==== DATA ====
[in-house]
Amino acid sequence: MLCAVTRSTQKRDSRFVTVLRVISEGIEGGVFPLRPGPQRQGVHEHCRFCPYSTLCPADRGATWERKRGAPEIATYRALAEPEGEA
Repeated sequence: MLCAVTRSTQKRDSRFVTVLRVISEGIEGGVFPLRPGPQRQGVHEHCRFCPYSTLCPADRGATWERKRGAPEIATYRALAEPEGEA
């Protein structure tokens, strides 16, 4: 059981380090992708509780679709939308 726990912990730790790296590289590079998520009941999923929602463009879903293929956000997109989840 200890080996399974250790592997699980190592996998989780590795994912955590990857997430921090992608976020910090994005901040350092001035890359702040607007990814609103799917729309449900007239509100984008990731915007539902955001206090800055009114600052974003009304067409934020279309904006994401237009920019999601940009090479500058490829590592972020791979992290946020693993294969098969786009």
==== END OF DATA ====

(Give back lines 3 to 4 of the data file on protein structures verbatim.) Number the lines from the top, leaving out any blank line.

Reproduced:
Repeated sequence: MLCAVTRSTQKRDSRFVTVLRVISEGIEGGVFPLRPGPQRQGVHEHCRFCPYSTLCPADRGATWERKRGAPEIATYRALAEPEGEA
């Protein structure tokens, strides 16, 4: 059981380090992708509780679709939308 726990912990730790790296590289590079998520009941999923929602463009879903293929956000997109989840 200890080996399974250790592997699980190592996998989780590795994912955590990857997430921090992608976020910090994005901040350092001035890359702040607007990814609103799917729309449900007239509100984008990731915007539902955001206090800055009114600052974003009304067409934020279309904006994401237009920019999601940009090479500058490829590592972020791979992290946020693993294969098969786009």